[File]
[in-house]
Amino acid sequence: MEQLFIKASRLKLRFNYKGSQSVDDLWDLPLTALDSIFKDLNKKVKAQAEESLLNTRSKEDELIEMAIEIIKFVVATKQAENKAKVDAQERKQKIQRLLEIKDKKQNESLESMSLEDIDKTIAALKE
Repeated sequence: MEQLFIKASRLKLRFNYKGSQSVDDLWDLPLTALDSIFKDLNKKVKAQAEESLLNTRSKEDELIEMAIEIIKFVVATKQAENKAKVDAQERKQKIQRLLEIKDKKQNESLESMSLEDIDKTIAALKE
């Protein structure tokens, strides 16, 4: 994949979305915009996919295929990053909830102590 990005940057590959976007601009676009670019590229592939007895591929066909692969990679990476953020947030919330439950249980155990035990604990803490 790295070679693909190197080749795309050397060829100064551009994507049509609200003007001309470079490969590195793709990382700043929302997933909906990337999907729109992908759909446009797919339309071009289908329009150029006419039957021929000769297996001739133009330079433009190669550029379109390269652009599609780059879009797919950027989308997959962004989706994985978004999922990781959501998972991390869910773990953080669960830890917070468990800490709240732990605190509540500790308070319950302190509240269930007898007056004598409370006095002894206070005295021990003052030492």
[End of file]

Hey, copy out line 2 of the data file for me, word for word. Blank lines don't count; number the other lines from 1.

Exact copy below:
Amino acid sequence: MEQLFIKASRLKLRFNYKGSQSVDDLWDLPLTALDSIFKDLNKKVKAQAEESLLNTRSKEDELIEMAIEIIKFVVATKQAENKAKVDAQERKQKIQRLLEIKDKKQNESLESMSLEDIDKTIAALKE